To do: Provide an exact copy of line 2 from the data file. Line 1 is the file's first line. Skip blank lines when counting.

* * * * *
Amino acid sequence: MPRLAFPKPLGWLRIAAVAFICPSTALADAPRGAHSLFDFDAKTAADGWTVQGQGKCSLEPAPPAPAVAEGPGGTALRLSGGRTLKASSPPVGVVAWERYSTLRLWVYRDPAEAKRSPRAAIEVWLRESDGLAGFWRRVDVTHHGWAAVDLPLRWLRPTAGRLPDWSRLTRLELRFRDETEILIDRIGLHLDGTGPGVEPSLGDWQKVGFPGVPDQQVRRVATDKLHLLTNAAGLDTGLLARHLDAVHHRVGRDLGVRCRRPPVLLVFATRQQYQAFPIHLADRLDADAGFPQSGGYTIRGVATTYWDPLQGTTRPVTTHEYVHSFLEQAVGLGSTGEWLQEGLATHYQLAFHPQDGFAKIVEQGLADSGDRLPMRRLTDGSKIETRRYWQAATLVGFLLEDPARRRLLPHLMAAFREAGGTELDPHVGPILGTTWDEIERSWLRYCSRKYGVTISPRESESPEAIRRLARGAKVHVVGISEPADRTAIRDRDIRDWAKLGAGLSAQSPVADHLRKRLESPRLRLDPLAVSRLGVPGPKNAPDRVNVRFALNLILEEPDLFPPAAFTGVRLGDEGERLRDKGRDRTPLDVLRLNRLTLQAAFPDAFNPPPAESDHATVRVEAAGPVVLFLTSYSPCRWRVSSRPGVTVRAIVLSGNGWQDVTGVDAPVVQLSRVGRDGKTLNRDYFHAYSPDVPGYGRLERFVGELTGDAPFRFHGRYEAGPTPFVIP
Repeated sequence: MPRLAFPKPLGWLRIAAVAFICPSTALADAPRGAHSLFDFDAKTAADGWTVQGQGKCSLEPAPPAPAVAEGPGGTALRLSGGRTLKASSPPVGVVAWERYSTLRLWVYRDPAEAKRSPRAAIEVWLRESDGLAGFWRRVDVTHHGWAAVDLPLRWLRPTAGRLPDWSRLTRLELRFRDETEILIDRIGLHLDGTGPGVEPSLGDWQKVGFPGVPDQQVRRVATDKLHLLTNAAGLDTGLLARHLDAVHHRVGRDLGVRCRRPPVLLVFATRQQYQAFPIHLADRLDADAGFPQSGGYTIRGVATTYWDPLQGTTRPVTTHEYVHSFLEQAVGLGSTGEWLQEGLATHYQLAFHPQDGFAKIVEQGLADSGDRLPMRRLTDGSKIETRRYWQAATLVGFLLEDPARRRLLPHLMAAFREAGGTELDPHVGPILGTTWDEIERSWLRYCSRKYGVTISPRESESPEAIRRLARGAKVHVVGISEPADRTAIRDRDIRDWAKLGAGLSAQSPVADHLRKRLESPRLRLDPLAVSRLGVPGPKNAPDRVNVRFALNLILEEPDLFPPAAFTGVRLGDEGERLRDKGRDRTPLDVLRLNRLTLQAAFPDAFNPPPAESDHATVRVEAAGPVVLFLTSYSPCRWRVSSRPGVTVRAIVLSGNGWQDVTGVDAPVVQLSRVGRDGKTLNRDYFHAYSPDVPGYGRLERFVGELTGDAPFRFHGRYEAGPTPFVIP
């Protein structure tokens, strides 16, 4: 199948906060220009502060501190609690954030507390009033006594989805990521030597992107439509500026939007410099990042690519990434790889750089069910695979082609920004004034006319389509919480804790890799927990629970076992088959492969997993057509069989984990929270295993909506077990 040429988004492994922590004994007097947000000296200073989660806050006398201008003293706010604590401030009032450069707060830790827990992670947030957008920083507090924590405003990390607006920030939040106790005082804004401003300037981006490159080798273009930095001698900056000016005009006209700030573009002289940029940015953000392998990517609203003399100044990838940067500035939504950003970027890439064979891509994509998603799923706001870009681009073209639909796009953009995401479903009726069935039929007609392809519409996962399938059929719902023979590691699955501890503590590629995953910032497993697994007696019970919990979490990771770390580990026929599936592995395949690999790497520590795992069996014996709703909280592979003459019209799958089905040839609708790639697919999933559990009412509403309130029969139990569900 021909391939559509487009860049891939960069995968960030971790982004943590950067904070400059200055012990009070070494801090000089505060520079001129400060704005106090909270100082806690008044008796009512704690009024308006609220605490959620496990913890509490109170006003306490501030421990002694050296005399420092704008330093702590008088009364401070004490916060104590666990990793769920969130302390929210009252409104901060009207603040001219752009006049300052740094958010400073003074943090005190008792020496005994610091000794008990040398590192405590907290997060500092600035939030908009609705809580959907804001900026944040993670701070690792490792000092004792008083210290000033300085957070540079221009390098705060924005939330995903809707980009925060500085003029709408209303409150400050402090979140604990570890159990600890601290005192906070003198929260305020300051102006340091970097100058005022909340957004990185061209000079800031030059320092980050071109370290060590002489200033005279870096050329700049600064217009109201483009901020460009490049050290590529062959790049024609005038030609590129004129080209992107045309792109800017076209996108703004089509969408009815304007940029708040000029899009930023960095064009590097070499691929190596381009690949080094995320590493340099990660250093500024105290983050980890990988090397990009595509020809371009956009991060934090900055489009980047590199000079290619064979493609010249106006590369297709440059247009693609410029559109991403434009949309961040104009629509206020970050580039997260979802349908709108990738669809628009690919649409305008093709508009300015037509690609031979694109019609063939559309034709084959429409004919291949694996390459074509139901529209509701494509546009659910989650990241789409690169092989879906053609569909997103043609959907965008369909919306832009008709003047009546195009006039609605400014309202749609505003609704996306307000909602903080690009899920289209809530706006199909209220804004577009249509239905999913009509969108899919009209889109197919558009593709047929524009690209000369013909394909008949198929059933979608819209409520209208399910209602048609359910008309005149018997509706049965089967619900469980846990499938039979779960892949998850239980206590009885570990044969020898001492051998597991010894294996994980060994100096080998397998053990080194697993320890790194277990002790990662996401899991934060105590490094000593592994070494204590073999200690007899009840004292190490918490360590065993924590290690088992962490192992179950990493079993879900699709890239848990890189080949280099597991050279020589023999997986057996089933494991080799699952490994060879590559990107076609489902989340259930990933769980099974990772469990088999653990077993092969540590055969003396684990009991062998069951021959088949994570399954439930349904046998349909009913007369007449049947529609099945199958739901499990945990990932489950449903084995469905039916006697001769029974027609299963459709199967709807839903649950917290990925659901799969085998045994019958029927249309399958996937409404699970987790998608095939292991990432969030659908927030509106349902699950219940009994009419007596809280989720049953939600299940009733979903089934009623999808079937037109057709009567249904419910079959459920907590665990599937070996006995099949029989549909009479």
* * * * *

Repeated sequence: MPRLAFPKPLGWLRIAAVAFICPSTALADAPRGAHSLFDFDAKTAADGWTVQGQGKCSLEPAPPAPAVAEGPGGTALRLSGGRTLKASSPPVGVVAWERYSTLRLWVYRDPAEAKRSPRAAIEVWLRESDGLAGFWRRVDVTHHGWAAVDLPLRWLRPTAGRLPDWSRLTRLELRFRDETEILIDRIGLHLDGTGPGVEPSLGDWQKVGFPGVPDQQVRRVATDKLHLLTNAAGLDTGLLARHLDAVHHRVGRDLGVRCRRPPVLLVFATRQQYQAFPIHLADRLDADAGFPQSGGYTIRGVATTYWDPLQGTTRPVTTHEYVHSFLEQAVGLGSTGEWLQEGLATHYQLAFHPQDGFAKIVEQGLADSGDRLPMRRLTDGSKIETRRYWQAATLVGFLLEDPARRRLLPHLMAAFREAGGTELDPHVGPILGTTWDEIERSWLRYCSRKYGVTISPRESESPEAIRRLARGAKVHVVGISEPADRTAIRDRDIRDWAKLGAGLSAQSPVADHLRKRLESPRLRLDPLAVSRLGVPGPKNAPDRVNVRFALNLILEEPDLFPPAAFTGVRLGDEGERLRDKGRDRTPLDVLRLNRLTLQAAFPDAFNPPPAESDHATVRVEAAGPVVLFLTSYSPCRWRVSSRPGVTVRAIVLSGNGWQDVTGVDAPVVQLSRVGRDGKTLNRDYFHAYSPDVPGYGRLERFVGELTGDAPFRFHGRYEAGPTPFVIP